For observation

Oh good, human drug testing without consent at a nursing home, that’s not reminiscent of the Nazis at all.

Concern is mounting after a doctor at a Texas nursing home started giving the anti-malarial drug hydroxychloroquine to dozens of elderly patients diagnosed with COVID-19 and tracking the outcomes in what he’s calling an “observational study.”

Coolio, can we give untested drugs to him in an observational study?

The Food and Drug Administration has not approved the drug for the treatment of COVID-19. The U.S. National Institutes of Health is currently tracking clinical trials of the drug. Additionally, the University of Minnesota is undertaking a trial and Columbia University is as well. Results are not expected for weeks or months.

But that’s too long, so let’s just let doctors do “observational studies” on the occupants of their very own nursing homes.

The controversial decision to administer hydroxychloroquine at The Resort at Texas City over the last few days was made by Robin Armstrong, a physician and medical director of the nursing home.

“It’s actually going well. People are getting better,” Armstrong told NPR, adding that after just a handful of days, some of the 39 patients on the medication are showing signs of improvement.

And he knows that’s because of the hydroxychloroquine via special doctors-only Insight.

But scientists argue that relying on observational, uncontrolled evidence can be misleading and that the only way to truly prove a drug is working is through carefully controlled clinical trials. And, contrary to Armstrong’s assertion that hydroxychloroquine “has virtually no side effects,” it is known to have serious negative health impacts. That is why so many in the medical community worry about prescribing it without such proof.

Armstrong admits it is difficult to quantify how much of his elderly patients’ improvement is due to the malaria drug or how they would have fared without it. Nor can he explain why other patients are not responding to the tablet doses, though he notes many are only halfway through the five-day cycle.

“To be clear, no one is worse than when they started,” he said emphatically. “From my perspective it’s irresponsible to sit back and do nothing. The alternative would have been much much worse.”

So if it’s better to do something than to do nothing, what about giving them Plumber’s Helper? Or motor oil? Or Roundup?

In total, 87 people at The Resort tested positive — 56 of 135 residents as well as 31 staffers. One patient has since died.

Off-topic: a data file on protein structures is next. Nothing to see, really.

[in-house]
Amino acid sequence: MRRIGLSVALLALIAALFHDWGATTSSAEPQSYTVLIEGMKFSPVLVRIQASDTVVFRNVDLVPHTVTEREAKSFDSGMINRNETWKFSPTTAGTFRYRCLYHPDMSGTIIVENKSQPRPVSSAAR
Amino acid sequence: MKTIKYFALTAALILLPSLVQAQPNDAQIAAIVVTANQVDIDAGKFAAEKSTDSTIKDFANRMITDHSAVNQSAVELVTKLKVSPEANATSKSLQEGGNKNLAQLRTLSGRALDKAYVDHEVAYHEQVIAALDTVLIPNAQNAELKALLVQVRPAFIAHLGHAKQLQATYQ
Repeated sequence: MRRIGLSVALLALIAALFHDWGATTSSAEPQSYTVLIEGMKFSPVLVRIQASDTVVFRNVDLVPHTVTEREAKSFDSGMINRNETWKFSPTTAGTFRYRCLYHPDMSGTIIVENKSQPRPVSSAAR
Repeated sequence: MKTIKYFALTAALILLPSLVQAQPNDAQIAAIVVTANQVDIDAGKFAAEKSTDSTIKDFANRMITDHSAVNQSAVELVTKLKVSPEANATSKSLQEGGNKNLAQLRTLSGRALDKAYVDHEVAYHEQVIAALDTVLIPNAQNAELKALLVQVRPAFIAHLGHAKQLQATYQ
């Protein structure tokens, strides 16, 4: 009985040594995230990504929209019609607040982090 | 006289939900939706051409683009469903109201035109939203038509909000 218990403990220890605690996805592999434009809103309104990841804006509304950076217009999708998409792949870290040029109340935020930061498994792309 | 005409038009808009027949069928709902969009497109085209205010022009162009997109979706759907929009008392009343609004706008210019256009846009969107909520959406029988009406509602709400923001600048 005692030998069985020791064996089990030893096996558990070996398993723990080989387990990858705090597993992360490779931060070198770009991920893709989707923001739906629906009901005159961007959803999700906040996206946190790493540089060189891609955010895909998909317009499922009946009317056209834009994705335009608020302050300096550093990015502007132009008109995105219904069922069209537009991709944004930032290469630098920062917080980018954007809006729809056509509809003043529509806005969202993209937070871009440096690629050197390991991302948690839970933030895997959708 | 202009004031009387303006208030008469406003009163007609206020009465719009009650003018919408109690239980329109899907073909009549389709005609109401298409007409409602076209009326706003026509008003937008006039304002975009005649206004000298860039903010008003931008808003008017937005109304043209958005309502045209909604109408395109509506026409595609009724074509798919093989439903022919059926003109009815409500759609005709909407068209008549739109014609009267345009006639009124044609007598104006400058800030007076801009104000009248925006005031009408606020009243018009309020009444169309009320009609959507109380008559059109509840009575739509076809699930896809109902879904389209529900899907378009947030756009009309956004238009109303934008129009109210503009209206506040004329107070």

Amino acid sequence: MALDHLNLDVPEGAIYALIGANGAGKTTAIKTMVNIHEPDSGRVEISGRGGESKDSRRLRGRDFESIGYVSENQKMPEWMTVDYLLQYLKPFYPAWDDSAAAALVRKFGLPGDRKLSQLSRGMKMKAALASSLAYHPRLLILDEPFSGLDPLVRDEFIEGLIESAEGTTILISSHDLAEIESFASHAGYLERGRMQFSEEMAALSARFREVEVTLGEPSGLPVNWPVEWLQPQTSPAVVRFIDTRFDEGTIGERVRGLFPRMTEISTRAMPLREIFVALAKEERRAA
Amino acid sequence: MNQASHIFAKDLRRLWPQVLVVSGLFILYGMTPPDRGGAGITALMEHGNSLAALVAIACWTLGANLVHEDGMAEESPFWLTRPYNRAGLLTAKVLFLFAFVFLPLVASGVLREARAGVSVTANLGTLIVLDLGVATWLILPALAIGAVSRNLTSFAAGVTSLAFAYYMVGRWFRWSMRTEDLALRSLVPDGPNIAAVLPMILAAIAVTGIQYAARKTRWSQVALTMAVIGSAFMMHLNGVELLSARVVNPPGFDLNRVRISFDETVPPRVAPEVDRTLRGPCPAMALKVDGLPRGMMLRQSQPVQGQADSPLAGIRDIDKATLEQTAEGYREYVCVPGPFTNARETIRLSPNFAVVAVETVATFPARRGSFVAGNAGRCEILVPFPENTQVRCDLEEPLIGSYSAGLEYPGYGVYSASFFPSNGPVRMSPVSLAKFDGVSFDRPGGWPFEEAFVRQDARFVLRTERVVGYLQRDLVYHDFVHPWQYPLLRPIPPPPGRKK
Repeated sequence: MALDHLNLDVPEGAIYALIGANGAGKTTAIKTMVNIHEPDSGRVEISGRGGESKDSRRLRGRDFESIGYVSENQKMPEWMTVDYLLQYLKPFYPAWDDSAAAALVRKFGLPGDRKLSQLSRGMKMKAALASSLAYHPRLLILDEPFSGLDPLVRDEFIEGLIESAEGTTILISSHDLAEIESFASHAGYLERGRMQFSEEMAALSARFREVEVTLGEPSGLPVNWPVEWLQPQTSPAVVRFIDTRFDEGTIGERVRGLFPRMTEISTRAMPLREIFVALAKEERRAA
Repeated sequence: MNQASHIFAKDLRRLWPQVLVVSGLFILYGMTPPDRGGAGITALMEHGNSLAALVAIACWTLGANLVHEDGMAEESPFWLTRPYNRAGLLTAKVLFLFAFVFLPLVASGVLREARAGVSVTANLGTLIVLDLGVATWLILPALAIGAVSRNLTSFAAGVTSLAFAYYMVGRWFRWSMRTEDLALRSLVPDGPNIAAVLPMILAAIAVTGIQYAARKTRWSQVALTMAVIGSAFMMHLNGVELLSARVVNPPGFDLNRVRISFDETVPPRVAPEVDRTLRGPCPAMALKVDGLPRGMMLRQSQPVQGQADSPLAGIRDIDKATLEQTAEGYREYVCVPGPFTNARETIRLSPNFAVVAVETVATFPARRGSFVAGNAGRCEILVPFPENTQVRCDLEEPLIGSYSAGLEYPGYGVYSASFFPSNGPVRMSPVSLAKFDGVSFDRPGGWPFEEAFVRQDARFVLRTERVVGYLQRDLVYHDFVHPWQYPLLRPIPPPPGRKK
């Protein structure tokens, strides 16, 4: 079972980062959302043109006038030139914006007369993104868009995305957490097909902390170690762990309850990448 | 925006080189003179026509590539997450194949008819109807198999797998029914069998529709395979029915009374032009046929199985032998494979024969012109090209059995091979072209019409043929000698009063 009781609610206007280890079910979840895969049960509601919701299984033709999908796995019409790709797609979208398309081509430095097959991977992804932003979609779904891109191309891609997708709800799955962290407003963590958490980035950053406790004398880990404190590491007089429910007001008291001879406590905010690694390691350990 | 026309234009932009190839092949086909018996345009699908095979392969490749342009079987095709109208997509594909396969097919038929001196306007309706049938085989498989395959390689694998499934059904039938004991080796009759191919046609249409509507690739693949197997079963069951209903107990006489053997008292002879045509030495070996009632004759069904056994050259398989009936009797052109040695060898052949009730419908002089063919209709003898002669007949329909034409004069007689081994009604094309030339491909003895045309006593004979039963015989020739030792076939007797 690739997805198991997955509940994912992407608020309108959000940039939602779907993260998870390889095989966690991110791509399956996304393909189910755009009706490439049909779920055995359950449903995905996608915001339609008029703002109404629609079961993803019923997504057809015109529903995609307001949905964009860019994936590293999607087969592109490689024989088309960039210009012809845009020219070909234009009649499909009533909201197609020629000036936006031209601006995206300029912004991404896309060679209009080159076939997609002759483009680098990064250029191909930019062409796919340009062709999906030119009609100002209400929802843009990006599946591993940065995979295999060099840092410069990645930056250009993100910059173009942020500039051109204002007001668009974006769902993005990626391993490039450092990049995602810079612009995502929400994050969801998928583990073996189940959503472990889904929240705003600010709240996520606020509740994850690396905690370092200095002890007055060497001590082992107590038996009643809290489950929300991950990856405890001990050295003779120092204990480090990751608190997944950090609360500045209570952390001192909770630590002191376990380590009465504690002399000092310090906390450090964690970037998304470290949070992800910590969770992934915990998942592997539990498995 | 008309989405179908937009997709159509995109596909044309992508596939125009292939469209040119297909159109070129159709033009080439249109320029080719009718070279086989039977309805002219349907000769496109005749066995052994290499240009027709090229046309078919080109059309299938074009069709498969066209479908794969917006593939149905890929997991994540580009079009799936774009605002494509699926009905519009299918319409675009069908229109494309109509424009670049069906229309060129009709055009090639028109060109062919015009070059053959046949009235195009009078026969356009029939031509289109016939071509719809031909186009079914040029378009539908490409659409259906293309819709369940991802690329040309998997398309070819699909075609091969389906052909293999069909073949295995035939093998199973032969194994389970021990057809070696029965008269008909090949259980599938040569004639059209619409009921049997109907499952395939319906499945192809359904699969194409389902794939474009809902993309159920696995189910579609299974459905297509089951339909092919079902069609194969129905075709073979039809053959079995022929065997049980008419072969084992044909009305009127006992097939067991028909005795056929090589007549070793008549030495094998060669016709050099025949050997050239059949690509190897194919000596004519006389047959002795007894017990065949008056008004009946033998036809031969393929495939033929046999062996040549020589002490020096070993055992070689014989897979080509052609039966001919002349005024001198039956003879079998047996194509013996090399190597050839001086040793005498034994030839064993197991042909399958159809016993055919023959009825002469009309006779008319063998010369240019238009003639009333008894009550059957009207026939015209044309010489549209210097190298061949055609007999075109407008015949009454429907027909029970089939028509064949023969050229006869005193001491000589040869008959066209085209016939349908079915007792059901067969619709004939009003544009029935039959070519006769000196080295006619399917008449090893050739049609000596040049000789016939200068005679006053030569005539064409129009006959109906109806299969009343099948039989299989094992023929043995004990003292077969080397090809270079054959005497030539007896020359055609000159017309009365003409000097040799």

Armstrong said he was alarmed by the test results last week and immediately began making calls to track down a source for the medicine, which is in short supply.

That’s when his political connections proved useful.

Armstrong, who is a prominent GOP activist, called Republican Lt. Gov. Dan Patrick. He says Patrick reached out to Texas state Sen. Bryan Hughes, also a Republican, who knew someone on the board of the New Jersey-based company Amneal Pharmaceuticals. The company, which makes and distributes the drug, has donated more than a million tablets nationwide, including to the states of Texas and Louisiana.

In the trade I believe that’s called not donations but free samples.

“The people who are on it were getting sicker but were not so sick that they had to go the hospital,” Armstrong explained.

He acknowledged that some families were not aware their relatives were put on the drug, saying that “for the most part,” he consulted with each nursing home resident prior to giving them on the tablets.

While the “overwhelming majority of them are awake and alert and can actually have a conversation,” Armstrong said some suffer from middle stages of dementia. In some cases, he did not discuss prescribing the tablets with anyone at all before doing so. He said it is common for physicians to prescribe new medications to patients without explicit consent from the patient or family members. “It’s not required,” he said.

And people in the middle stages of dementia make such awesome experiment subjects.

Armstrong denies he was swayed by politics or Trump’s championing of the malaria drug in his decision to implement it at the nursing home before it has been proven safe and effective against COVID-19.

Really? But then what did make him decide to “implement” it? It can’t have been glowing endorsements in medical journals, because there aren’t any. It can’t have been straight news that reports it working, because there isn’t any. So what was it then?

The most recent comprehensive inspection of the facility by Texas Health and Human Services occurred on July 25, 2019, according to a spokesperson.

At the time, the nursing home was cited for 14 violations of state standards. Among them, the report shows:

The facility did not properly care for residents needing special services, including: injections, colostomy, ureterostomy, ileostomy, tracheostomy care, tracheal suctioning, respiratory care, foot care and prostheses.

The facility did not store, cook and give out food in a safe and clean way.

The facility was not designed, built, equipped or well-kept to protect the health and safety of residents, workers and the public.

Other than that

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